TEAMER Network Director Announces RFTS 6 Technical Support Recipients

On May 25, 2022 the U.S. Testing Expertise and Access to Marine Energy Research (TEAMER) program selected ten projects through its sixth Request for Technical Support (RFTS), reflecting a total funding amount of approximately $1,021,050. These projects will receive support for testing expertise and access to numerical modeling, laboratory or bench testing, and tank/flume testing and expertise within the growing TEAMER Facility Network. Selected applicants, along with the supporting Facility, will now submit their completed Test Plans, a requirement before assistance activities can commence. Applications for RFTS 7 are currently being accepted through July 16, 2022.

Supported by the U.S. Department of Energy and directed by the Pacific Ocean Energy Trust, TEAMER accelerates the viability of marine renewables by providing access to the nation’s best facilities and expertise to solve critical challenges, build knowledge, foster innovation, and drive commercialization.

The following projects have been selected to proceed:

E-Wave Technologies LLC – Biofouling and Corrosion Study for a Novel Linear Guided Wave Energy Converter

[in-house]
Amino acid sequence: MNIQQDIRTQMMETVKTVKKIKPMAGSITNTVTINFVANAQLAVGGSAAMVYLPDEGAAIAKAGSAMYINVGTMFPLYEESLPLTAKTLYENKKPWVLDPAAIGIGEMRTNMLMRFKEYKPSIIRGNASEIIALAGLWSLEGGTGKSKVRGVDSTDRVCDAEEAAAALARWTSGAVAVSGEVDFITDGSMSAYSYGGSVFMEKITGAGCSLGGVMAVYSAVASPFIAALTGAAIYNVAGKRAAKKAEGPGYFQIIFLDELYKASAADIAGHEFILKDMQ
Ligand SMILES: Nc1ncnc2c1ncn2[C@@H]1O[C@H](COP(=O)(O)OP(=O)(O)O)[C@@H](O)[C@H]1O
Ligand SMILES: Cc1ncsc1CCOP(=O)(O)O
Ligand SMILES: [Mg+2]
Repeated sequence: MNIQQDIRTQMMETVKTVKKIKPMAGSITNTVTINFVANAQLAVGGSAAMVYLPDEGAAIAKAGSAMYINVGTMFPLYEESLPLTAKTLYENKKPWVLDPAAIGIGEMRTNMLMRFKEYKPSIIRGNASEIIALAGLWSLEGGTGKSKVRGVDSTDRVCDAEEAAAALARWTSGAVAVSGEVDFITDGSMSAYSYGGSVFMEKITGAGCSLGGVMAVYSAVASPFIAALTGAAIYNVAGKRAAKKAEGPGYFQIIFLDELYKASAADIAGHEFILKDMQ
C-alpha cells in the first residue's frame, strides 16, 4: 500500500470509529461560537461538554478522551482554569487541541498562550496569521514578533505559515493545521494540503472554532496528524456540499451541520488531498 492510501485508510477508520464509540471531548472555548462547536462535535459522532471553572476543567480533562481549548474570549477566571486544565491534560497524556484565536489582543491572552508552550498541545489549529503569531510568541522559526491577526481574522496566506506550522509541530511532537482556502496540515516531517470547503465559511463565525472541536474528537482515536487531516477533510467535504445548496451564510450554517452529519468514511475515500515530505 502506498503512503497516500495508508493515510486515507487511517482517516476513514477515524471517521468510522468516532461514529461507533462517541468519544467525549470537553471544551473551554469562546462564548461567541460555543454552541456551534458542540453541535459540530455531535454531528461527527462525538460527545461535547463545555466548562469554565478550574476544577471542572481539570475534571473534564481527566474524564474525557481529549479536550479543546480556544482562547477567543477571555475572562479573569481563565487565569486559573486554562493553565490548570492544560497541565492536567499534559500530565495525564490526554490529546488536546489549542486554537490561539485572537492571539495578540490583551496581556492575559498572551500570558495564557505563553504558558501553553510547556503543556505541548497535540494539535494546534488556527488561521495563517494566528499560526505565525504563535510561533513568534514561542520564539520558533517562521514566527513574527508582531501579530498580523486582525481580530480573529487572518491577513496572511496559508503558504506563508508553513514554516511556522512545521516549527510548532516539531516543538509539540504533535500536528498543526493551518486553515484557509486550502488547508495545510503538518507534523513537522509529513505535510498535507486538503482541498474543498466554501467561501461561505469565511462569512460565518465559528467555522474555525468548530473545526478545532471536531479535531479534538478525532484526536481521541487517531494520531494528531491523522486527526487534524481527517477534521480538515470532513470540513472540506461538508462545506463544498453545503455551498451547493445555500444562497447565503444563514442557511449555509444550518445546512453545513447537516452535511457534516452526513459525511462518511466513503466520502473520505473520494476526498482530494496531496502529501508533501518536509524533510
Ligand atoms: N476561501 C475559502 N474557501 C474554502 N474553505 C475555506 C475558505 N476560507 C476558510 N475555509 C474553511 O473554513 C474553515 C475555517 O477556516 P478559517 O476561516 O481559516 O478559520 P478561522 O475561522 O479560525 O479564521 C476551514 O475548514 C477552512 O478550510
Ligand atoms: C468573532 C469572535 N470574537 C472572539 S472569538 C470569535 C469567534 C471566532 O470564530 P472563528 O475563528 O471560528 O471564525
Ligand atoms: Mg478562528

Facility: Sandia National Laboratories and Pacific Northwest National Laboratory

E-Wave Technologies is collaborating with Sandia National Laboratory and Pacific Northwest National Laboratory to examine biofouling and corrosion effects on E-Wave’s novel inclined and linear guided wave energy converter. This work will identify coating solutions which will prevent biofouling growth and saltwater corrosion on both static and dynamic components that are submerged and in the splash zone, determine adhesion of the coatings to system components, long-term performance of coated joints with sliding contacts, experiments to examine growth and corrosion rates, and analyze the effectiveness of various cleaning methods to insure long term performance of the system. The work will have a material impact on the marine renewable energy industry in that it will provide foundational scientific work which can be used by other industry members interested in employing linear guided connections in their systems.

E-Wave Technologies LLC – Wave Tank Testing for Power Capture Optimization and Slamming Wave Force Estimation of a Paddle-type Wave Energy Converter Retrofitted into a Floating Aquaculture Infrastructure

Facility: Stevens Institute of Technology

In this project, E-Wave Technologies is collaborating with Stevens Institute of Technology to test an improved 1:8 scale WEC prototype at the Davidson Laboratory wave tank testing facility. Through the tests, the improved WEC PTO system will be evaluated for its power conversion efficiency. The innovative multi-bodies hydrodynamic design of the paddle-type WEC retrofitted into floating aquaculture infrastructure will be investigated and its power capture performance will be optimized. The AQWA numerical model developed to predict the WEC hydrodynamic response and mooring force will be calibrated. The wave slamming force on the WEC will be obtained and used for WEC structure design, PTO design, and CFD model validation.

IProTech – Numerical Modeling to Optimize Performance of the PIP WEC Device

Facility: WEC-SIM